- Andrew Clements, The Guardian
"Three of the Romanian composer’s underperformed, muscular works for piano are brilliantly realised in this new recording
Enescu wrote just six works for piano – two sonatas, three suites and a set of variations. Daria Parkhomenko’s disc includes the best known of them, the sonatas Opus 24 Nos 1 and 3 (the second sonata, Op 24 No 2, seems never to have existed), separated by the second of the suites, Op 10, which was awarded the Pleyel keyboard prize in Paris in 1903. The sonatas were premiered in 1925 and 1938 respectively, and differ markedly in style. The first of them, composed when Enescu interrupted work on Oedipe, parades a range of modernist influences, from Debussy and Ravel to motoric Prokofiev and neoclassical Stravinsky, as well as touches of modal Romanian folk music. In the second sonata the style is more purely neoclassical, sometimes not unlike Ravel’s suite Le Tombeau de Couperin, but also harking back more directly to baroque keyboard composers, such as Scarlatti and Rameau.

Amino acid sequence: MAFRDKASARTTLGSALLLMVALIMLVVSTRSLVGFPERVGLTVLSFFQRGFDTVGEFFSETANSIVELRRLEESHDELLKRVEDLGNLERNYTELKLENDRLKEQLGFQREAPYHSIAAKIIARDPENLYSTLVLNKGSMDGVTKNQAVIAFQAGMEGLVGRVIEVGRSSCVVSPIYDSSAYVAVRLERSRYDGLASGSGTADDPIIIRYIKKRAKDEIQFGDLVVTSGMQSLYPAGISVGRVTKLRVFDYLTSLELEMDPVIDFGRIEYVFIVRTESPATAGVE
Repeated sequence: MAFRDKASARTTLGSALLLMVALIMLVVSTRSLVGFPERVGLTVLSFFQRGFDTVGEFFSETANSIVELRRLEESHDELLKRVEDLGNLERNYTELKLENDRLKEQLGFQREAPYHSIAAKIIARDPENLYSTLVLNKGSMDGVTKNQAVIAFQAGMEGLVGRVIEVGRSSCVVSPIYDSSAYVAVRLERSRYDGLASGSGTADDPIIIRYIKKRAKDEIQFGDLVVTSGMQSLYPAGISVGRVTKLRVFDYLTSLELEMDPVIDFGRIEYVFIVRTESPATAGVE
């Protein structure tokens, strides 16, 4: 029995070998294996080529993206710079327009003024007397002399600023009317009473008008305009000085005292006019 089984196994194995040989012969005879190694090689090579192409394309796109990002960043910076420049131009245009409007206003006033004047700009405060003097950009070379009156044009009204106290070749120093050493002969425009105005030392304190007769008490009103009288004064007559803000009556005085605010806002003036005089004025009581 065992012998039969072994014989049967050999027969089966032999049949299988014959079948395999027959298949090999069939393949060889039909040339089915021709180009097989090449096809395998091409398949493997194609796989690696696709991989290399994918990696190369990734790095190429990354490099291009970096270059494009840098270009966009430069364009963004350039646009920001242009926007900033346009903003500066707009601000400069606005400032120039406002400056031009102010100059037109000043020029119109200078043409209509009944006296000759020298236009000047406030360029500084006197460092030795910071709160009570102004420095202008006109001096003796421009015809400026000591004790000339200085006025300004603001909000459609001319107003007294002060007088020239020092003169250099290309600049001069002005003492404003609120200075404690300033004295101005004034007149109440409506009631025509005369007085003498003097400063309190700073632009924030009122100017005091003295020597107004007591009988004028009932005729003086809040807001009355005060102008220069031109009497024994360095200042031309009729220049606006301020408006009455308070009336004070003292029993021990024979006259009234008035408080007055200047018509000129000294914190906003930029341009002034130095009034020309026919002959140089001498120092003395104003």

Despite the stylistic borrowings, the works have a muscular tang that is distinctively Enescu’s own; Parkhomenko projects that wiry intensity superbly, and her performances of what to many listeners will be unfamiliar but thoroughly rewarding music are as fiercely committed as they are brilliantlyaccomplished."